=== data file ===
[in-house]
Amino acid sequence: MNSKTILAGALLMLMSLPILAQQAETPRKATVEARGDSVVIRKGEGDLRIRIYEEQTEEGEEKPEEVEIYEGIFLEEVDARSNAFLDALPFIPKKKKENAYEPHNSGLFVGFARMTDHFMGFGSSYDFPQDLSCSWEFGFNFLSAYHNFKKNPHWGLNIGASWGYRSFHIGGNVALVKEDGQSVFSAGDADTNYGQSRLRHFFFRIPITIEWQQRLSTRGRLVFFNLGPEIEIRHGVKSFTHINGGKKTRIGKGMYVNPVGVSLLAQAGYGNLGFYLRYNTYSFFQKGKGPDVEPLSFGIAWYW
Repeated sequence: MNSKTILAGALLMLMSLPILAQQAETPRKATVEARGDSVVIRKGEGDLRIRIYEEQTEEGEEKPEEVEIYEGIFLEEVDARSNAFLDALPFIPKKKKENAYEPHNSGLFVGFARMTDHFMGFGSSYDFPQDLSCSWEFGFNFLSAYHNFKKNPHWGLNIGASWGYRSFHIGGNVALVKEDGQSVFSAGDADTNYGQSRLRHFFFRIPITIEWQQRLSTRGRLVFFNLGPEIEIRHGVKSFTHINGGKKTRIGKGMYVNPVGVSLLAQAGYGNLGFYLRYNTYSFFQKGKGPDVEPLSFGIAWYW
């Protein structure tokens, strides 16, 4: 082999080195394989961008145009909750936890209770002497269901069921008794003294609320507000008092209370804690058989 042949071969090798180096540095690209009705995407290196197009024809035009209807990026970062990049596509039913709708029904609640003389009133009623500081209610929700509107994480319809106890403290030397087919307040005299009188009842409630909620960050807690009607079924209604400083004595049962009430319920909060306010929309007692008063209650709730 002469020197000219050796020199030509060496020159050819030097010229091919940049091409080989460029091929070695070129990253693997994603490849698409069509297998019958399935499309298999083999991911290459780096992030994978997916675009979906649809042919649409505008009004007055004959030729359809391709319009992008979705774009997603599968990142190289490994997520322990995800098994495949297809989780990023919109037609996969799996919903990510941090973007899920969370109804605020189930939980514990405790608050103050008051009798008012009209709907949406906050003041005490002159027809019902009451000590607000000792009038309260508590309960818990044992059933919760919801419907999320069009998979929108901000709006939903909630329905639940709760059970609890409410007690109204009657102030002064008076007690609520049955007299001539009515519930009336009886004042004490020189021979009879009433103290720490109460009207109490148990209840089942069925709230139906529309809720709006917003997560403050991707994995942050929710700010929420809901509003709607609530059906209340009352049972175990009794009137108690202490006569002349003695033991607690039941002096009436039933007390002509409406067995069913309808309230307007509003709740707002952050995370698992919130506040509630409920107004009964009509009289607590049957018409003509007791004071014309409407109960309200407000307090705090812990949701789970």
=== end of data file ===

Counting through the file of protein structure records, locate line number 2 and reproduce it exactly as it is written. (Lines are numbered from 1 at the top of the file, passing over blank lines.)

Amino acid sequence: MNSKTILAGALLMLMSLPILAQQAETPRKATVEARGDSVVIRKGEGDLRIRIYEEQTEEGEEKPEEVEIYEGIFLEEVDARSNAFLDALPFIPKKKKENAYEPHNSGLFVGFARMTDHFMGFGSSYDFPQDLSCSWEFGFNFLSAYHNFKKNPHWGLNIGASWGYRSFHIGGNVALVKEDGQSVFSAGDADTNYGQSRLRHFFFRIPITIEWQQRLSTRGRLVFFNLGPEIEIRHGVKSFTHINGGKKTRIGKGMYVNPVGVSLLAQAGYGNLGFYLRYNTYSFFQKGKGPDVEPLSFGIAWYW